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Case study of corporate PPE heel-height policies

Discriminatory Heel-Height Policies

This is a case study that looks at how corporate heel-height policies can create a double standard leading to gender discrimination as more women choose careers in STEM and manufacturing.



OSHA (Occupational Safety and Health Administration) is well-known for guiding workplace safety standards in the U.S. Aside from a few exceptions, workplaces in the United States are required to comply with OSHA standards.

One important standard that OSHA mandates are a set of specific guidelines that all Personal Protective Equipment (PPE) must meet in order to be considered OSHA compliant. PPE is required to be worn by employees to help minimize exposure to hazards that can cause serious personal injury.

OSHA then relies on a few third party organizations to be able to set an objective level of PPE quality and safety: ANSI (American National Standards Institute) and ASTM International (formerly American Society for Testing and Materials). ANSI develops official procedures and then accredits ASTM International to establish and independently test the safety standards of PPE. OSHA accepts and writes these standards into occupational law.

Globally, many countries follow the PPE safety guidelines that are written and enforced by an ANSI accredited organization called the CSA Group.

OSHA, ANSI, ASTM, CSA Group logos



While OSHA, ANSI, and ASTM help to improve workplace safety, their guidelines do not cover all topics. When official regulations are missing, some companies empower their safety professionals to establish custom policies that dictate what PPE employers are allowed to wear.

One such example involves safety toe cap footwear. ASTM prescribes a variety of tests, including toe impact and compression, slip and heat resistance, puncture resistance, and static dissipation, among others. However, neither ASTM nor OSHA identifies heel height as a safety concern, listing no recommendations or limitations in their official guidelines.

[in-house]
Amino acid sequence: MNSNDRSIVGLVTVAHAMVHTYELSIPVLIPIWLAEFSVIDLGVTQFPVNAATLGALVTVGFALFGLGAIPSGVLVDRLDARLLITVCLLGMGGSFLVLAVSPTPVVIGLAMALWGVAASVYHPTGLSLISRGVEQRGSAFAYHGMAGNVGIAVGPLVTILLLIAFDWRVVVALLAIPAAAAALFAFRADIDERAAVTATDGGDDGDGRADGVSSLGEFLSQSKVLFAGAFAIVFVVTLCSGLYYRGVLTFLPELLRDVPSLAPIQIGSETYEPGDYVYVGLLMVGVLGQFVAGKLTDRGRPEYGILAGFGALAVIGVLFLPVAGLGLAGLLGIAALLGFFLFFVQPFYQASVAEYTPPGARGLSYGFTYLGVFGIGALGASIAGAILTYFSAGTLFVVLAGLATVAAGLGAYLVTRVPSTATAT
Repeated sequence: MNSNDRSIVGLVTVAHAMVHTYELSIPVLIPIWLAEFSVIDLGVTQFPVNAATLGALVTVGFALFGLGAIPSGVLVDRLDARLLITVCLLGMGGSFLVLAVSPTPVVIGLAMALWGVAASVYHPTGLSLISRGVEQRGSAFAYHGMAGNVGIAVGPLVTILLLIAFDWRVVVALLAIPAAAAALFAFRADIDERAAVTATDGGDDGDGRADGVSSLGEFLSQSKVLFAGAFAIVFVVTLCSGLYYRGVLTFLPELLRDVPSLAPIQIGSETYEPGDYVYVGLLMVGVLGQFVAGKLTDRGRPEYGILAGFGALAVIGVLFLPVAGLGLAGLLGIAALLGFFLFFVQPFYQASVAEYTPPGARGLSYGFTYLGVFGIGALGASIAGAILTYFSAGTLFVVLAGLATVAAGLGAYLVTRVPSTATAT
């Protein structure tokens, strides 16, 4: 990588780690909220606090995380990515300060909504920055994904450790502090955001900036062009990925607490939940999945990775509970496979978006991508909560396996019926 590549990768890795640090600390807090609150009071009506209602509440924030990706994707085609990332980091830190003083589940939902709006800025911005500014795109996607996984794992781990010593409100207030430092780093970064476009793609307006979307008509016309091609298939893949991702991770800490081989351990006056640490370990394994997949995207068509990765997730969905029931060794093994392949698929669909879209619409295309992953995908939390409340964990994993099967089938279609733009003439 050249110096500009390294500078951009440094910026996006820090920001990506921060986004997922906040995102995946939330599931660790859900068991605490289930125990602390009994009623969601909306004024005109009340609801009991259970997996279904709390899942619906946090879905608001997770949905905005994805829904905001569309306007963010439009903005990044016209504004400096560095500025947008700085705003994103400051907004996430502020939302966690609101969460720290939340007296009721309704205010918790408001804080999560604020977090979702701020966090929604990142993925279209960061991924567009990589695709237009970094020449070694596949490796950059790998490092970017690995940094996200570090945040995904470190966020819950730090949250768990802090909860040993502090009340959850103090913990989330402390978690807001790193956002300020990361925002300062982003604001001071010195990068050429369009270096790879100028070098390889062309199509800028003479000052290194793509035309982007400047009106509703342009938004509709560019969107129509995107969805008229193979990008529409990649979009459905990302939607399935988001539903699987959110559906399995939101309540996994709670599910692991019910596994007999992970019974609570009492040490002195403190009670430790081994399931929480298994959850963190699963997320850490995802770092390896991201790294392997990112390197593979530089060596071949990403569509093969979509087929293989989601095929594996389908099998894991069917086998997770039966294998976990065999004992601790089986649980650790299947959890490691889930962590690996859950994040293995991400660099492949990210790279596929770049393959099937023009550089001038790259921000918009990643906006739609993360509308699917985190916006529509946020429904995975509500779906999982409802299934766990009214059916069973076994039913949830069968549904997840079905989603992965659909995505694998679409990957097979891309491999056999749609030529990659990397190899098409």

In this absence of an official ASTM ruling on heel height, many companies adopt the global standard of 60mm (2.36”), prescribed by the CSA Group. There are also companies that choose to create their own self-imposed heel height restrictions that can range widely from less than 1” to over 3.”

The vast majority of safety professionals who author corporate safety policies are men. Writing custom policies that are endorsed by accredited regulatory agencies can enhance workplace safety. However, this practice becomes problematic when policies are written without prescriptive guidance and single out women employees hinting at unconscious gender bias.

Let’s take a look at how the safety footwear heel height policies create a double standard that can lead to inadvertent workplace discrimination.



Traditional safety footwear, including steel-toed boots, is designed for men with a bulky, masculine look. Instead of developing unique options for women, many established brands simply shrink their men’s styles and change the shoe color.

Beyond the disconnect in style preferences, men and women have different foot anatomies that require a different fit.

As more and more women enter industries with safety shoe requirements, the importance of properly fitted PPE is gaining momentum. Female founded companies such as Xena Workwear are introducing compliant safety footwear specifically designed for women. However, at select organizations, these new products are facing the hurdle of discriminatory PPE policy.